Rising Star Holiday List Idea – Kinetic Sand


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Before moving to Boulder, Colorado, I used to live in North Carolina. As a college student, I longed for days when I wasn’t working or didn’t have anything to do for class, so I could go and escape towards the beach. I loved it! Walking in the sand, swimming in the salty water, and taking naps in the sun are some of my favorite memories of being back home.

Which brings me to our next toy idea, I sometimes like to think the creator Kinetic Sand is someone like me, someone who traded the beach for the beautiful landscape of the Rocky mountains!

Kinetic Sand is a great discovery. It’s one of the few toys I played with at a client’s a house and turned around and immediately bought some when I got home. Unlike Play-doh it doesn’t dry out, nor does it stick to different objects. It’s also easier to clean up, which is a huge win for parents!

There are so many creative ways to play with Kinetic Sand, for example you can work on fine motor skills by hiding objects within the sand and having your learner dig through and find them. You can expand on this idea by playing “hide and seek” with different objects. For example if you build a castle and a seahorse, you can hide items underneath. To get your learner to ask where something is, you may say something along the lines of “Can you give me the scoop?” Now your learner has a chance to look around and try to find it. If he can’t he may either say “Where is the scoop?” or you could prompt him by saying it for him and waiting for him to repeat your question, which gives you the opportunity to say “Oh yeah, I buried it under the seahorse”. Some other things you can do to target fine motor skills is cutting and pinching the sand as well.

Kinetic Sand can also help with basic math skills such as “more”, “less”, “some”, and “none”. This happens best if you’re playing with your learner and can find fun ways to control the amount of sand you both have access too. Maybe you split the sand up evenly and ask your learner to build a big sand castle, at some point they may have to ask for more sand. If you end up giving up all of your sand, you can ask him “Oh no, how much sand do I have left?” You can even make piles and use those piles for molds, and talk about how the castle mold uses some sand, and how the turtle mold uses less sand than the other molds.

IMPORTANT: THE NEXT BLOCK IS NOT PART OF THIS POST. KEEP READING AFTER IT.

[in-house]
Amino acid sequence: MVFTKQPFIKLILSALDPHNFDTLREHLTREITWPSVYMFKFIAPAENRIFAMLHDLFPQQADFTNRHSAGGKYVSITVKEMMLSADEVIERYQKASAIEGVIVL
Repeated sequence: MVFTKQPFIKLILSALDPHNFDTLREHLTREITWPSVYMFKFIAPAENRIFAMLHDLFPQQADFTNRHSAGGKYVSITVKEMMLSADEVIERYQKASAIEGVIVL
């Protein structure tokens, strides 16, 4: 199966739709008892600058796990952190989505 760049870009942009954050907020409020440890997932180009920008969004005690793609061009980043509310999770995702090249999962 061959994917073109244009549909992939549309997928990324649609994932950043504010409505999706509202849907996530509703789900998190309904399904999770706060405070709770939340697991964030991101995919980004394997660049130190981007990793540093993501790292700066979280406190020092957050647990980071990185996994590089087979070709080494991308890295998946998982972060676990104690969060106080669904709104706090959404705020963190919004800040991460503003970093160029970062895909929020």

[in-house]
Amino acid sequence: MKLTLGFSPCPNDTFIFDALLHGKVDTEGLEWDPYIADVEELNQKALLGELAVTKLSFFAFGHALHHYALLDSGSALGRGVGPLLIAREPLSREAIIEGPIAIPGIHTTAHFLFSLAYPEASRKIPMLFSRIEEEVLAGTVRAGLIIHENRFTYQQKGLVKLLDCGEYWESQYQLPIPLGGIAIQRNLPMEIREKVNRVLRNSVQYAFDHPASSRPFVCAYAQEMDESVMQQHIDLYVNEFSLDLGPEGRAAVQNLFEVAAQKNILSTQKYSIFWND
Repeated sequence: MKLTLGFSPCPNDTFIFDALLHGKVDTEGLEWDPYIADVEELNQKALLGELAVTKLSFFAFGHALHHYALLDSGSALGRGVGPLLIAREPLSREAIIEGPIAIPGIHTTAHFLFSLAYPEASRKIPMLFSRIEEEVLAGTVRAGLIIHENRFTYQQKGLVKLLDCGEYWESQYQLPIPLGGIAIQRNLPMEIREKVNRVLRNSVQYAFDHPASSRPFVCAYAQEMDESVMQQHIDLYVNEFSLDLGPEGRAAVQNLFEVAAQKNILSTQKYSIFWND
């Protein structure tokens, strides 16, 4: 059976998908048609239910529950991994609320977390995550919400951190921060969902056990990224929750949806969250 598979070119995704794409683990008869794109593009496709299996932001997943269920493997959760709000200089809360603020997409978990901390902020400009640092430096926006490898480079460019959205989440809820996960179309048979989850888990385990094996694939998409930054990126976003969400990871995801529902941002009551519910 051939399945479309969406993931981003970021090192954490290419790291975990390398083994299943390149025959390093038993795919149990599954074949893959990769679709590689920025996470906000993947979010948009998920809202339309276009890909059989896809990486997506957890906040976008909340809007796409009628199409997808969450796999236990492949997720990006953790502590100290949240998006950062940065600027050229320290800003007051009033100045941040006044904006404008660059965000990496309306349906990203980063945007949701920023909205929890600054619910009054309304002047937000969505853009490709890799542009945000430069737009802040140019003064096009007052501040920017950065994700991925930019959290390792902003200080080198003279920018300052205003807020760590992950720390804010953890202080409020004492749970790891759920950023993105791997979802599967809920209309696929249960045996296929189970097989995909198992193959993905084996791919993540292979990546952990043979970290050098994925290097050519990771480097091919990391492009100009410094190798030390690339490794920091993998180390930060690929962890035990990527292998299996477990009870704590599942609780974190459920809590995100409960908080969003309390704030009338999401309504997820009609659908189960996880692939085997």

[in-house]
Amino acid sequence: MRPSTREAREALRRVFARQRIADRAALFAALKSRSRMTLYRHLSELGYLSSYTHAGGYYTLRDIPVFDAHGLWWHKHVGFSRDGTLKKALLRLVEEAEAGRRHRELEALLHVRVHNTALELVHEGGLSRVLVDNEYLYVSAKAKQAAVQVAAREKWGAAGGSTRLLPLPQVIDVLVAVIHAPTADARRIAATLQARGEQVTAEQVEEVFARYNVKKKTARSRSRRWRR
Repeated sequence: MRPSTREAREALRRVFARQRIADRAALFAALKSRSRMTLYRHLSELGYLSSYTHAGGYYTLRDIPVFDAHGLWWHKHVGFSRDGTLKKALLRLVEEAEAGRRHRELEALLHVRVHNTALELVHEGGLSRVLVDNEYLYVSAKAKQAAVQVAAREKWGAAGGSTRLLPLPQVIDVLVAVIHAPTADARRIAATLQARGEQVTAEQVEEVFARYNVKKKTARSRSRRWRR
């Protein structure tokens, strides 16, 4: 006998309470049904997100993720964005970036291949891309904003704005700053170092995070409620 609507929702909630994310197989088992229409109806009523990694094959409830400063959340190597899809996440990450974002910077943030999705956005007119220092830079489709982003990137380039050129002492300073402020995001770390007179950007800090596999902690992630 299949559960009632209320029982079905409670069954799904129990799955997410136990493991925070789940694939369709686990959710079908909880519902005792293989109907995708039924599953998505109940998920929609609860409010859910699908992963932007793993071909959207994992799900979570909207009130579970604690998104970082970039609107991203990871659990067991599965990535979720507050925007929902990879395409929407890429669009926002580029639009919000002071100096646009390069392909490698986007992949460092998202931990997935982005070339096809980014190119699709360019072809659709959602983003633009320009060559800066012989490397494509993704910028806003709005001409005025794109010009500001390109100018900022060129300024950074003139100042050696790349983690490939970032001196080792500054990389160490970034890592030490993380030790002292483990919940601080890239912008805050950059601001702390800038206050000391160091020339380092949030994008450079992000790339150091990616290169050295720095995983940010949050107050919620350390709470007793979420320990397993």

Some children with autism may not know how to play with toys the same way that other kids their age might. Sometimes we need to model how to play with different objects as a way to warm them up to different toys. A great way you can do this is my creating a play scenario with the kinetic sand. One that I’ve used in the past is to start off by building a sand castle with the mold. I then make an animal, for example a turtle, and think of a reason why the turtle may need to visit the castle. Maybe he’s hungry and needs to make something to eat in the castle’s kitchen. In the past I would set up plastic food and bury it under the castle. I would then have the turtle go in and make a mess while making “eating” sounds as he finds his food. I’ve noticed that the sillier I am, the more my learners are engaged in what I’m doing! Now you get to be creative in coming up with ways to end the activity. What I’ve done in the past is say that the turtle is tired after eating such a big meal, so we place sand over him and make him a bed. HINT: Be sure to making burping and snoring sounds while playing! You can encourage your learner to make the same sounds too!

Of course what I wrote above is only a suggestion, there are many different play scenarios you can come up with on your own! You can even use the same one each time you play too, and just vary it a little bit to add on to your scheme.

Kinetic Sand has become very popular over the years. Here in Boulder you can find it at most places where toys are sold such as Walmart and Target. You can even search on Amazon for new ideas and themes too!